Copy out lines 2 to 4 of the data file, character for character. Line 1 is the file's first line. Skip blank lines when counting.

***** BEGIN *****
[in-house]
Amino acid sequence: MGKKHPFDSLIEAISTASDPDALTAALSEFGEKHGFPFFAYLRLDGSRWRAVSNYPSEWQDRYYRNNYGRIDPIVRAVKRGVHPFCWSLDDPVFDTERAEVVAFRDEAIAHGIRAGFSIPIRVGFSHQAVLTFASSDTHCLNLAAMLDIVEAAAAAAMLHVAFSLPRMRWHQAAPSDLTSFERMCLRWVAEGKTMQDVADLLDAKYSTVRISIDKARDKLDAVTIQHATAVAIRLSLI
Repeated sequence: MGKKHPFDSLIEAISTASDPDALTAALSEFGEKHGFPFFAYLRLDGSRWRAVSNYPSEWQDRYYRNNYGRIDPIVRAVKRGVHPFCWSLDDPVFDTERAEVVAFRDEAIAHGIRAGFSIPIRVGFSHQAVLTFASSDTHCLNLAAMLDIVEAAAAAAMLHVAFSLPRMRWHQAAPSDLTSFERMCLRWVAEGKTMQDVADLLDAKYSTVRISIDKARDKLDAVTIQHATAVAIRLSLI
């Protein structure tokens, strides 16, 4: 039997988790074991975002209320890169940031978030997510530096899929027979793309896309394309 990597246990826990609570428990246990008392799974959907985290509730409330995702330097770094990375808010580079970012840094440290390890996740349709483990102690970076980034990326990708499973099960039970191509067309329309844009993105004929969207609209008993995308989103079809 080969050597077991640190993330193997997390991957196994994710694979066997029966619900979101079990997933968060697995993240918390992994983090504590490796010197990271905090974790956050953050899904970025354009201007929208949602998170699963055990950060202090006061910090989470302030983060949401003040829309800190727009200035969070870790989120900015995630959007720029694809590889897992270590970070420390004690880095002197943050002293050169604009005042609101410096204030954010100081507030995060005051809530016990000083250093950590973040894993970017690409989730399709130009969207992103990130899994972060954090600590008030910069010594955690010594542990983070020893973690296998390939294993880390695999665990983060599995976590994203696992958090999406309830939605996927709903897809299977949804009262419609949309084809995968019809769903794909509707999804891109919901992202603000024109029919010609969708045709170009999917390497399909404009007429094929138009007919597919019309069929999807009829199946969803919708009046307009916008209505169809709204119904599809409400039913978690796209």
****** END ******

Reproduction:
Amino acid sequence: MGKKHPFDSLIEAISTASDPDALTAALSEFGEKHGFPFFAYLRLDGSRWRAVSNYPSEWQDRYYRNNYGRIDPIVRAVKRGVHPFCWSLDDPVFDTERAEVVAFRDEAIAHGIRAGFSIPIRVGFSHQAVLTFASSDTHCLNLAAMLDIVEAAAAAAMLHVAFSLPRMRWHQAAPSDLTSFERMCLRWVAEGKTMQDVADLLDAKYSTVRISIDKARDKLDAVTIQHATAVAIRLSLI
Repeated sequence: MGKKHPFDSLIEAISTASDPDALTAALSEFGEKHGFPFFAYLRLDGSRWRAVSNYPSEWQDRYYRNNYGRIDPIVRAVKRGVHPFCWSLDDPVFDTERAEVVAFRDEAIAHGIRAGFSIPIRVGFSHQAVLTFASSDTHCLNLAAMLDIVEAAAAAAMLHVAFSLPRMRWHQAAPSDLTSFERMCLRWVAEGKTMQDVADLLDAKYSTVRISIDKARDKLDAVTIQHATAVAIRLSLI
């Protein structure tokens, strides 16, 4: 039997988790074991975002209320890169940031978030997510530096899929027979793309896309394309 990597246990826990609570428990246990008392799974959907985290509730409330995702330097770094990375808010580079970012840094440290390890996740349709483990102690970076980034990326990708499973099960039970191509067309329309844009993105004929969207609209008993995308989103079809 080969050597077991640190993330193997997390991957196994994710694979066997029966619900979101079990997933968060697995993240918390992994983090504590490796010197990271905090974790956050953050899904970025354009201007929208949602998170699963055990950060202090006061910090989470302030983060949401003040829309800190727009200035969070870790989120900015995630959007720029694809590889897992270590970070420390004690880095002197943050002293050169604009005042609101410096204030954010100081507030995060005051809530016990000083250093950590973040894993970017690409989730399709130009969207992103990130899994972060954090600590008030910069010594955690010594542990983070020893973690296998390939294993880390695999665990983060599995976590994203696992958090999406309830939605996927709903897809299977949804009262419609949309084809995968019809769903794909509707999804891109919901992202603000024109029919010609969708045709170009999917390497399909404009007429094929138009007919597919019309069929999807009829199946969803919708009046307009916008209505169809709204119904599809409400039913978690796209």